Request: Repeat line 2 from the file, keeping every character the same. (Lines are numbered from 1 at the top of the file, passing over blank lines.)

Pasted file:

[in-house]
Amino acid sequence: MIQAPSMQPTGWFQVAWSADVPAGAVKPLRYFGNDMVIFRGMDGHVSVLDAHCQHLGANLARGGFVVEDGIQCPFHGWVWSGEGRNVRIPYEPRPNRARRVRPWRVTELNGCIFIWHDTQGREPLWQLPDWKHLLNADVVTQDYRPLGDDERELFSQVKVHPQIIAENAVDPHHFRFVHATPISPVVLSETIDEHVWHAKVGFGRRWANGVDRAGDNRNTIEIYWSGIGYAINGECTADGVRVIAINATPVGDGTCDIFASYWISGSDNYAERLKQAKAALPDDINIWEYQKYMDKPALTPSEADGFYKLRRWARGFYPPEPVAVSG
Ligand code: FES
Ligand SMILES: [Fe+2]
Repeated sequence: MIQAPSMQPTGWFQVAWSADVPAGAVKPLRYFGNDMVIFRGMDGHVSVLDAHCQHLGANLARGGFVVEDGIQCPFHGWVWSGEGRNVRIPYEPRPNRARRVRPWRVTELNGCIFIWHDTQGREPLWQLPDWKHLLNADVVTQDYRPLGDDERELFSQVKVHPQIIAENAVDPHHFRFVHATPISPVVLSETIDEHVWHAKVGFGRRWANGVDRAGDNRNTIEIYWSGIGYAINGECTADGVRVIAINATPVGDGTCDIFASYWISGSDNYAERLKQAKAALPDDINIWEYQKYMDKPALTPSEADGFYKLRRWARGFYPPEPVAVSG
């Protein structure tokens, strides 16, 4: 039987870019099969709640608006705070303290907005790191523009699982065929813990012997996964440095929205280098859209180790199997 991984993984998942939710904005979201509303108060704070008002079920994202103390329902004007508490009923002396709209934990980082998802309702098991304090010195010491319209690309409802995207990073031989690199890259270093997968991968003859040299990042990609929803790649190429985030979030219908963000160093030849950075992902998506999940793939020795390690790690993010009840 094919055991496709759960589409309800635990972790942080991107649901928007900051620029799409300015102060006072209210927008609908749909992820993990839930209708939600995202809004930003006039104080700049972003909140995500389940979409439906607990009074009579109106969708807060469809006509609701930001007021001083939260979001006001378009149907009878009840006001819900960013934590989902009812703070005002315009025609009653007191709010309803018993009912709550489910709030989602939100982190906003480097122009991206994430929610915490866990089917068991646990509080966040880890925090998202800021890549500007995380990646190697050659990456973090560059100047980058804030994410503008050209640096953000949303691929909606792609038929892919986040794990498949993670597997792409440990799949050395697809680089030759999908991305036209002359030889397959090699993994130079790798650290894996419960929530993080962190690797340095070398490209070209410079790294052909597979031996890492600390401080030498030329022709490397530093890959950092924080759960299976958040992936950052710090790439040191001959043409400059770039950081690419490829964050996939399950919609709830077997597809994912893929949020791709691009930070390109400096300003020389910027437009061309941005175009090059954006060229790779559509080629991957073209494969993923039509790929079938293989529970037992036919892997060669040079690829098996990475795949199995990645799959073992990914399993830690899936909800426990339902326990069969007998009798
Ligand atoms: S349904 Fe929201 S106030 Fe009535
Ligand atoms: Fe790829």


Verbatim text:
Amino acid sequence: MIQAPSMQPTGWFQVAWSADVPAGAVKPLRYFGNDMVIFRGMDGHVSVLDAHCQHLGANLARGGFVVEDGIQCPFHGWVWSGEGRNVRIPYEPRPNRARRVRPWRVTELNGCIFIWHDTQGREPLWQLPDWKHLLNADVVTQDYRPLGDDERELFSQVKVHPQIIAENAVDPHHFRFVHATPISPVVLSETIDEHVWHAKVGFGRRWANGVDRAGDNRNTIEIYWSGIGYAINGECTADGVRVIAINATPVGDGTCDIFASYWISGSDNYAERLKQAKAALPDDINIWEYQKYMDKPALTPSEADGFYKLRRWARGFYPPEPVAVSG